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May 24, 2016

The Dollar Takes EM Down

By Aibek Burabayev, INO.com

Dear readers, I am very grateful to get all your feedback and suggestions that you kindly share with me all the time! One of our regular readers asked about the Emerging market currencies and particularly about Indian rupee in a comment this month. And I am pleased to share my thoughts with all of you in this post.

Chart 1. 5-Year Dynamics of Top FX vs. EM FX

Chart courtesy of tradingview.com

I want to start with the comparison chart of the top currencies presented by inverse dollar index, consisting of 6 currencies: Euro, Japanese Yen, British Pound, Canadian Dollar, Swedish Krona and Swiss Franc (orange line) versus the emerging market currencies presented by WisdomTree Emerging Currency Strategy Fund (CEW, green line). The former is quite representative, it tracks the value of the following 15 currencies: Mexican Peso, Brazilian Real, Chilean Peso, Colombian Peso, South African Rand, Polish Zloty, Russian Ruble, Turkish New Lira, Chinese Yuan, South Korean Won, Indonesian Rupiah, Indian Rupee, Malaysian Ringgit, Philippine Peso and Thai Baht.

As we can see for the past 5 years, the dollar was indisputable both by the top currencies and the emerging currencies. The inverse dollar index hit the -26% at the bottom last March while the CEW was hit even harder with -30% loss at the start of this year.

The top currencies have managed to secure the bottom shaped last year, but the EM currencies couldn’t resist the king currency and dropped one more time to a new low. If the dollar has topped already as was suggested in my first post this month, then we can take the April breakups in both instruments above the October 2015 maximum as harbingers of a forthcoming bullish reversal.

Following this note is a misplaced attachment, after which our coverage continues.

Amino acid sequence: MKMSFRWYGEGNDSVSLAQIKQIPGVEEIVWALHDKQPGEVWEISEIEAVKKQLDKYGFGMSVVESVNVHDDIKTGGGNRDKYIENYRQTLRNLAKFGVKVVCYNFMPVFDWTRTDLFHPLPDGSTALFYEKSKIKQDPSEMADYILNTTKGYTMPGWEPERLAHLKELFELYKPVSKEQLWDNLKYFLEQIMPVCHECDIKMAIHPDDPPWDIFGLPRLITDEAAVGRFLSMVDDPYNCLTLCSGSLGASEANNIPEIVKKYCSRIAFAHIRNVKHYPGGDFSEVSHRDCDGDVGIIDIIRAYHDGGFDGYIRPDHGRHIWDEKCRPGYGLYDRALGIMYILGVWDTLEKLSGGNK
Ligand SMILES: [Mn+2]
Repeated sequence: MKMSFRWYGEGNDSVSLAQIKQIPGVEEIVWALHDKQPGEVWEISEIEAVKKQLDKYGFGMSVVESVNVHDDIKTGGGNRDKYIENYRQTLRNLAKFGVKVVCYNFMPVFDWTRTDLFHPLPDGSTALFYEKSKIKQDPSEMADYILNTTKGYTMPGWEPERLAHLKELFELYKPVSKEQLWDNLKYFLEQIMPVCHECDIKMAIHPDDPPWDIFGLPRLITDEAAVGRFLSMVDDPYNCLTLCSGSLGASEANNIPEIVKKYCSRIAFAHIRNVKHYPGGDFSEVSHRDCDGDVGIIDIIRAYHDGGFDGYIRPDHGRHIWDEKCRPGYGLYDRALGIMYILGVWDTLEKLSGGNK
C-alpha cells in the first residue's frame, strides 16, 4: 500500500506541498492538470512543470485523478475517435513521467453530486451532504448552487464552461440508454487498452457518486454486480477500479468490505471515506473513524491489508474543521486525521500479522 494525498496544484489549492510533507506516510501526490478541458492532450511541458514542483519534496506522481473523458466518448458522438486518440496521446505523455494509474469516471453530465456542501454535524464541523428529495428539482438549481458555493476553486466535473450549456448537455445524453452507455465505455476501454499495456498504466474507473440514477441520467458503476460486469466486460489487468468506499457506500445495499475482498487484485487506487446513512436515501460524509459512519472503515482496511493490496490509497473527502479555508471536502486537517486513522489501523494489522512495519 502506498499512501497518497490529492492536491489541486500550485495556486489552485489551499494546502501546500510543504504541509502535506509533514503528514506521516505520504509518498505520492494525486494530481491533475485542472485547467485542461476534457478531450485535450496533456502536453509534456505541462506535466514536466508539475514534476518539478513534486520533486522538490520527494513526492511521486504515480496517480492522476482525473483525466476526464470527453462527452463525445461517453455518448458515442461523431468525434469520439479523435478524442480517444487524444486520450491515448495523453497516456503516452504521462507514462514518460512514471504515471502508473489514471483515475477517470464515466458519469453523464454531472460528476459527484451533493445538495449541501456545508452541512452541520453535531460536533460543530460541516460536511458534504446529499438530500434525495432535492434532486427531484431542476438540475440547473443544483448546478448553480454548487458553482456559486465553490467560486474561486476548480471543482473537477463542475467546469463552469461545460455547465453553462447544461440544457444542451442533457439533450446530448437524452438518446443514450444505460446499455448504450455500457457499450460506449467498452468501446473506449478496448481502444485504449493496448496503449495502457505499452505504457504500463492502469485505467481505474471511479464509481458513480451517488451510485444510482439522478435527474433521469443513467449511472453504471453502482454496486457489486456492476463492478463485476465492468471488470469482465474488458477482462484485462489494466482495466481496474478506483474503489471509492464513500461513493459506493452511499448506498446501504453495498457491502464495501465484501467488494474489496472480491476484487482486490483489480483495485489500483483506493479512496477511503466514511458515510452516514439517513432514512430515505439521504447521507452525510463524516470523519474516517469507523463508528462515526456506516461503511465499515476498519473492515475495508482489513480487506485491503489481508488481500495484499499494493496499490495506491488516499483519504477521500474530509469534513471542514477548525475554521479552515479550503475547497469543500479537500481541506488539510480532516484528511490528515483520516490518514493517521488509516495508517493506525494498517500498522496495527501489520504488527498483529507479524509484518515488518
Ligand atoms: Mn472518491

The game has now been between the bottom levels and the last May peaks. Trend reversals are tricky, and we should wait for a better confirmation as to not catch the falling knives.

Chart 2. 5-Year Dynamics of Top Emerging Currencies

Chart courtesy of tradingview.com

On the chart above, I put together the four top EM currencies (by nominal GDP of their countries) to find a winner and a loser. It’s amazing for the past 5 years; emerging currencies showed the same dynamics as their population ranking. Both the Brazilian real and the Russian ruble suffered the most as they lost more than half of their value amid weak commodities. The rupee has lost the third of its value and ranked second with a good margin.

The yuan is the strongest among the pack, it could even hit the dollar at the halfway making some positive gains above +5%, but at the finish, it dropped down to -0.91%. We can call the Chinese currency an alter-ego of the Dollar as it almost didn’t move and it could be used as the alternative shelter to the dollar as even gold lost almost 20% over the past 5 years (up to date). Of course, the magic of the flat dynamics of CNY is a fruit of manual management of the Chinese central bank.

Chart 3. Gold vs. Indian Rupee Monthly

Chart courtesy of tradingview.com

A soft rupee facilitated the major moves to the upside for gold. We all know that gold topped against the US dollar in 2011, but weak a rupee let the gold make a new high in 2013 at Rs 99234 vs. Rs 98520 in 2011. In the rest, the chart looks similar to the main gold/$ chart with softer downsides and sharper upsides due to losing rupee. Gold bottomed only a half year ago, and if EM currencies including rupee start to rebound against the dollar then we can face decelerating progress of gold in EM markets.

The gold/INR advanced above the red resistance line in February and was nimble to break all the previous highs preceding the major top. This is a very strong bullish signal as the market couldn’t even break above the previous high against the dollar.

Now the market stalled in consolidation (black rectangle), the range is Rs 80k-87k. The break upside is favored and it could take the price much higher, even above the 2013 top to the Rs 105k area. The drop below the rectangle should be considered as the pullback to former resistance.

Courtesy of Aibek Burabayev via INO.com

The views and opinions expressed herein are the author's own, and do not necessarily reflect those of EconMatters.

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